Invented in the 1920s, the electric hairdryer is an everyday household object that has changed significantly over the past century – and is likely to continue developing as technology evolves. Its production consists of various engineering elements.
Most households probably have an electric hairdryer – a handheld device that we use to dry and style our hair. The small device uses various engineering elements to heat and blow air. Engineers must consider: electrical power consumption; materials for heating and cooling; the design, consumer appeal, structure, durability and weight; and the electronics for safe operation.
When a hairdryer is connected to a power socket and switched on, the electricity powers a heating element and an electric motor, which operates a fan in the dryer. The heating element converts the electrical energy into heat of up to 2,000 Watts. This process is known as resistive heating and is used in other household appliances, like the electric kettle and toaster.
Hairdryers often have a ceramic or polymer frame and casing. Polymers are lightweight plastic materials with a limitless range of colours and significant degrees of strength. They are also good thermal and electrical insulators. They protect the internal components of the hairdryer and users from burns and electric shock. Polymer casing also allows for injection moulding; a fast manufacturing process used to produce large numbers of identical items of plastic with compartments that interlock with snap-fasteners for easy assembly.
The electrical motor and fan are at the back of the casing in an area called the air inlet, which is covered with a fine mesh screen to prevent objects accidentally getting caught in the fan blades. At the opposite end is the air outlet, with a heat resistant and protective front grill, where the nozzle is attached. The heating element, which sits in between the air inlet and outlet, is a conductor usually made of coiled nichrome wire, typically 30 centimetres in length. The wire looks like a coiled spring and is wrapped around an insulating board so that the entire heating element is only a few centimetres long. This insulating board is usually made of mica, a mineral found in India, Belgium, Brazil, and China, which can withstand extreme temperatures. Two flat pieces of mica form a three-dimensional X that has notches cut in the edges to keep the wrapped coiled nichrome wires in place, allowing air to flow through the long barrel casing.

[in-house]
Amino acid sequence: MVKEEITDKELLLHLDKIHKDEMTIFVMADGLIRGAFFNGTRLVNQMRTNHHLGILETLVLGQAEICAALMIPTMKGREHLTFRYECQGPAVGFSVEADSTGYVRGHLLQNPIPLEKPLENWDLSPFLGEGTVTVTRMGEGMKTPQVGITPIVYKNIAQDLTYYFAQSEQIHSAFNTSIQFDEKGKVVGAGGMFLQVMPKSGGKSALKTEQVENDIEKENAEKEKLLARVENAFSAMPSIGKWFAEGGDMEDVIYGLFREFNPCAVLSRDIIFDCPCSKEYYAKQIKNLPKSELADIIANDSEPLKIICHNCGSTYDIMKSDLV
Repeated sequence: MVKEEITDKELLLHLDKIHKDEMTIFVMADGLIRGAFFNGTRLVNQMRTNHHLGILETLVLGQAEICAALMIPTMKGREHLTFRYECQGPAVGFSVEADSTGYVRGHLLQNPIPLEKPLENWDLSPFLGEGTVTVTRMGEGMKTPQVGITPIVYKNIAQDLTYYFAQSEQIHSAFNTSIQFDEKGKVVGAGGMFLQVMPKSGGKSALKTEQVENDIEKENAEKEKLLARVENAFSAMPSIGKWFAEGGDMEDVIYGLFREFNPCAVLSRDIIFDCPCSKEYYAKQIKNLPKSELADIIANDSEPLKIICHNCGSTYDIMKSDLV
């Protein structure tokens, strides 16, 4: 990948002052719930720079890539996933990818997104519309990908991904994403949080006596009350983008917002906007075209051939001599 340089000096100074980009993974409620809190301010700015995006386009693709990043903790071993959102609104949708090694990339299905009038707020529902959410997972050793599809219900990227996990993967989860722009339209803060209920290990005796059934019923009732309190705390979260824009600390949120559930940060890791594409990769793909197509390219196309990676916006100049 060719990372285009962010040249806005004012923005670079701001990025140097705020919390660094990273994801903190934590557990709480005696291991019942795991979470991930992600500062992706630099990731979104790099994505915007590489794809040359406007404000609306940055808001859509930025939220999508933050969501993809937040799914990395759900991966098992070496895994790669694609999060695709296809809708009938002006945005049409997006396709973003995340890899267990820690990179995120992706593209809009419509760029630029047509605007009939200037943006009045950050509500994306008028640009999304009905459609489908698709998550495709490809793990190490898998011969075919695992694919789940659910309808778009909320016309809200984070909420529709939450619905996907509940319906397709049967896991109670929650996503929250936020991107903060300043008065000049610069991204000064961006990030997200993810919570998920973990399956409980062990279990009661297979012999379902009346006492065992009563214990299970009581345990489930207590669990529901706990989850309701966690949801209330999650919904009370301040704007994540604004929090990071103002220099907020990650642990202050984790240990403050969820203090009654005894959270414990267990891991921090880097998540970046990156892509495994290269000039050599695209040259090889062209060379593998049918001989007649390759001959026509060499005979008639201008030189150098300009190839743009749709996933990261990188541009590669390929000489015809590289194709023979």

An electrical circuit connects the ends of the heating element’s coiled wires to the power. The three-way switch in the handle controls the power to the motor and heating element, allowing control of the airflow and temperature. Sensors keep the hairdryer at a comfortable temperature and detect overheating. A cut-off switch made from a bimetallic strip shuts the unit down when necessary, preventing the hairdryer from exceeding 60°C. A thermal fuse built into the circuit provides another layer of safety, instantly breaking the circuit when the temperature exceeds the limit. The ground-fault circuit interrupter is built into the hairdryer to prevent electrocution. It senses how much current is flowing through the circuit and can shut it off if it detects a leak or a short circuit.
The electric fan rotates and blows air across the heating element. As the air passes through the heating element, the air is warmed and heated up. The hot air exits the dryer through a nozzle, to concentrate the air flow. When it reaches wet hair, it absorbs the moisture and dries the hair.
Dr Ozak Esu is an ambassador for the Queen Elizabeth Prize for Engineering (QEPrize). She is a chartered electronic and electrical engineer and a member of the Institution of Engineering and Technology. Follow her on Twitter: @esu_o